Violence between fans hurts Mexican soccer league

Photo: AP

Mexican authorities are investigating the spiral of violence between fans in a soccer game that left, according to the latest data, 26 injured, three of them seriously, in the city of Querétaro, the capital city of the state, in central México.

After almost 12 hours of speculation, and the profuse dissemination of strong videos with violent scenes on social networks, this Sunday, the state governor, Mauricio Kuri, indicated that 26 people, 24 men and two women, were hospitalized.

He detailed that three have already been discharged, 10 are reported out of danger, another 10 are reported as delicate, while the remaining three are in serious condition.

“It is a tragedy because, although there are no deaths, we cannot say that it is not a tragedy and we cannot allow it to become politicized,” said Kuri during a Sunday press conference.

The Saturday match between the Querétaro-Atlas teams, current champion in México and part of the ninth closing day of Mexican soccer, was suspended as a result of acts of violence that ended with the invasion of the field by fans.

The fight between fans of both teams, started in the stands, grew and ended up on the field, causing the players to take refuge in the locker room and the referee to end the match, actions that all professional soccer clubs in México regretted.

No deaths

The strong images published in photographs and videos on social networks suggested, after the pitched battle between fans of both teams, there was even talk of a deceased. Without specifying sources, they mentioned “unofficially 17 dead.”

But, hours after the incidents, the Coordination of Civil Protection of the State of Querétaro indicated in an initial report that the confrontation had left at least 22 people injured.

This Sunday, the Secretary of Health of Querétaro, María Martina Pérez, reported that the three patients reported as serious were recuperating “favorably”, despite the fact that in videos that circulated on networks they were seen severely injured and immobile and in some cases with profuse hemorrhages.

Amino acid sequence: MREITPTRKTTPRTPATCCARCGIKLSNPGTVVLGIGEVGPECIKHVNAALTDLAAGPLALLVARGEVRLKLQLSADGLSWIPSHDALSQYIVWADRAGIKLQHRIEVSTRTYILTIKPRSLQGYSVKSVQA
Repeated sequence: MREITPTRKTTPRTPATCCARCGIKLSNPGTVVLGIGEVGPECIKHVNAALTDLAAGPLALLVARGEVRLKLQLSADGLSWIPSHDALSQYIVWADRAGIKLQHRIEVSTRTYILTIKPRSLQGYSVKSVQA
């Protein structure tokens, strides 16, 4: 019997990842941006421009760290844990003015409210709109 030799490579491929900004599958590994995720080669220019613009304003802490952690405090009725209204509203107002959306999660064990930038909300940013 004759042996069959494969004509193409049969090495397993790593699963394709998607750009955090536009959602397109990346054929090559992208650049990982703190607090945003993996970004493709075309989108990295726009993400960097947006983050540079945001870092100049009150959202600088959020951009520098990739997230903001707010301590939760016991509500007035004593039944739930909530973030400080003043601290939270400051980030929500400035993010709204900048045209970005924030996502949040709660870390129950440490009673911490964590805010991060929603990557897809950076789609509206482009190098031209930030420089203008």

“They are stable, they are alive, the image could say something else, but they are alive. So far we have not had any deaths,” she assured.

However, to clear up any doubt about possible deaths, Kuri stressed that the State Prosecutor’s Office opened a series of investigation files for the events in the stadium, including one for attempted murder, and said that toxicological tests will be applied to who were involved.

These violent actions that have become recurrent in Mexican soccer, occur in a country that registered 33,308 homicides in 2021 after the two most violent years in its history, under the mandate of Andrés Manuel López Obrador, with 34,690 murder victims in 2019 and 34,554 in 2020.

Insufficient security

With previous clashes between fans of the two clubs making the Saturday encounter a high-risk match, Kuri acknowledged this Sunday that the security in the stadium “was insufficient” and the one that was there did not act with the necessary promptness. And he recalled that security inside the stadium is the responsibility of Club Querétaro and Liga MX.

Despite this statement, the state secretary of Citizen Security, Miguel Ángel Contreras, affirmed that there was a deployment of state police before, during and after the match, and affirmed that the private security company responsible for the event “did not carry enough staffing for it.

Kuri, who this Monday will meet with the president of Liga MX, Mikel Arriola, announced that they will look for those responsible for these acts and “what has to be punished will be punished, (and) what has to be corrected will be corrected.”

On Saturday, shortly before midnight, Arriola announced that the three remaining games of the ninth day of the Clausura of Mexican soccer, which would be played this Sunday, would be suspended, in solidarity with the victims of Saturday’s violent acts.

“The league condemns the events at the La Corregidora stadium (in Querétaro), it is a situation of serious violence that forces us to act energetically against those responsible,” he said in a video broadcast on social networks.

The violent confrontation between fans, also gave the guidelines for the National Human Rights Commission (CNDH), considering “the seriousness of the facts,” to report this Sunday that “it will initiate an ex officio complaint to investigate and determine the responsibility of the authorities involved and defend the victims to ensure their access to justice and reparation.”

The CNDH said that although the Disciplinary Commission of the Mexican Football Federation (FEMEXFUT) and Liga MX reported on their social networks that “they will initiate a thorough investigation of what happened, it cannot be overlooked that the main responsibility lies with the authorities,” obliged to guarantee the safety of people in massive events both inside and outside the facilities where they were held.

The Yucatan Times
Newsroom



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